Managing an Agency Business


Tomorrow night, I’m happy to be a part of the ninth event in the Managing an Agency Business series – this one focused on “managing people, projects and processes to increase day-to-day success as your agency.” I’ve attended most of the events in the series – I think I missed one or two due to travel […]

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What can the WordPress community learn from the State of Drupal (2015)?


Last year I wrote a post about what the WordPress community could learn from the State of Drupal, Dries’ annual address at DrupalCon (aka the Driesnote, carrying a similar importance as Matt’s State of the Word in the WordPress community). It’s time for a 2015 update.

tl,dr; version

What can the WordPress community learn from the state of Drupal?

  • The Drupal Association, which organizes DrupalCon and promotes Drupal adoption via marketing and developer outreach – offers a model for the potential evolution of the WordPress Foundation
  • Outreach is critical. We can’t just speak to the WordPress community but need to reach out to potential users/customers and sell the benefits of the platform in a language they understand
  • A willingness to experiment – with fundraising approaches, with the hiring of paid teams to supplement the open source core project (Mark Boulton design’s work on Drupal 7 for example) – has helped the Drupal community move forward. This doesn’t mean all those experiments would work for WordPress, but we should be open to new approaches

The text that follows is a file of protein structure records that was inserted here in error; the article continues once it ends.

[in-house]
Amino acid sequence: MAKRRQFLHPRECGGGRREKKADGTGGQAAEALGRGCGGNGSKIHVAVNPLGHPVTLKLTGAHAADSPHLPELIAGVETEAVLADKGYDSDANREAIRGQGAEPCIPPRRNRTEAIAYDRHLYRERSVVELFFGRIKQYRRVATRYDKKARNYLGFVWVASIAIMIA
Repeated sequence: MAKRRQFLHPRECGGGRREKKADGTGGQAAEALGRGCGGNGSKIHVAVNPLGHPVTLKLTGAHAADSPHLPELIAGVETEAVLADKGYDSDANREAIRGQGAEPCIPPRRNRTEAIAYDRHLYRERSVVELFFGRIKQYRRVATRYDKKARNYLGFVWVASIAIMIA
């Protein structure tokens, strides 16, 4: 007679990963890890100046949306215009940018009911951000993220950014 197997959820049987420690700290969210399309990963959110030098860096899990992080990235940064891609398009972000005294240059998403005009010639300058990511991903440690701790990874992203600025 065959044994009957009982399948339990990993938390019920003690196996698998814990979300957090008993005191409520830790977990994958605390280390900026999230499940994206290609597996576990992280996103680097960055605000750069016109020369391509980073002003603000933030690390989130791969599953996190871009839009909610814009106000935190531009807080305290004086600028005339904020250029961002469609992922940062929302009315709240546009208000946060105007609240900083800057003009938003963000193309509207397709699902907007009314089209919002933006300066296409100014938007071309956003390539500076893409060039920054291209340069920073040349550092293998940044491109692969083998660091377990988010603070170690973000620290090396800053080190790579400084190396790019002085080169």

• The potential for organizational and client attribution on contributions is an interesting idea for rewarding companies who give back – though with caution about unintended consequences in terms of motivation
  • There are benefits to the epochal release cycle from a marketing point of view – differentiating the old platform from the new. I don’t think WordPress should change to a four year re-architected platform cycle, but we should be doing a better job of articulating the more complex platform WordPress is today

The Driesnote

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WordCamp London


Excited to head to the UK later this week for WordCamp London.  There’s a contributor day on Friday March 19th, plus two full days of sessions on the 20th and 21st (and of course an afterparty Saturday night). The whole schedule looks great, but I’m especially looking forward to: Saturday: Building a Scalable WordPress at […]

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WP and Legal Stuff Blog


(Via WP Tavern) Folks interested in WordPress and Open Source licensing should really start following  WP and Legal Stuff, a new blog from Richard Best, a “dual qualified” lawyer (New Zealand, England & Wales) focused on “IP/IT/technology law and public law.” Happy to see a number of really excellent posts already on the site, including: Understanding […]

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